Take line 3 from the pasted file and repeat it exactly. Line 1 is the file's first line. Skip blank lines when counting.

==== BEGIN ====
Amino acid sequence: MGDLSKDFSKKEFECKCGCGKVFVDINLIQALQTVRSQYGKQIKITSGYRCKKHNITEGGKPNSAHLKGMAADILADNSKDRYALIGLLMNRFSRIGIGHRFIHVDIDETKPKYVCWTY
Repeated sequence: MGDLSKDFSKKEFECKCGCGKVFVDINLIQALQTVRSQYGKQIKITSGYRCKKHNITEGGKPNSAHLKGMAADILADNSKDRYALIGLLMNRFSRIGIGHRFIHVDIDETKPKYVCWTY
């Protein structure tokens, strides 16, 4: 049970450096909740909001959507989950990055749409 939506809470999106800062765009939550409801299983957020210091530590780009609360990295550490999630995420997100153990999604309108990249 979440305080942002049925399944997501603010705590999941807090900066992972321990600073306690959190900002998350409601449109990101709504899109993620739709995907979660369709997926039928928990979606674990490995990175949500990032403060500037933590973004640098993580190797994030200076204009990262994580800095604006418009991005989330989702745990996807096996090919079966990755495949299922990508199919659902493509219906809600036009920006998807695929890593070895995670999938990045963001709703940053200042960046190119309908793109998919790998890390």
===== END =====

């Protein structure tokens, strides 16, 4: 049970450096909740909001959507989950990055749409 939506809470999106800062765009939550409801299983957020210091530590780009609360990295550490999630995420997100153990999604309108990249 979440305080942002049925399944997501603010705590999941807090900066992972321990600073306690959190900002998350409601449109990101709504899109993620739709995907979660369709997926039928928990979606674990490995990175949500990032403060500037933590973004640098993580190797994030200076204009990262994580800095604006418009991005989330989702745990996807096996090919079966990755495949299922990508199919659902493509219906809600036009920006998807695929890593070895995670999938990045963001709703940053200042960046190119309908793109998919790998890390």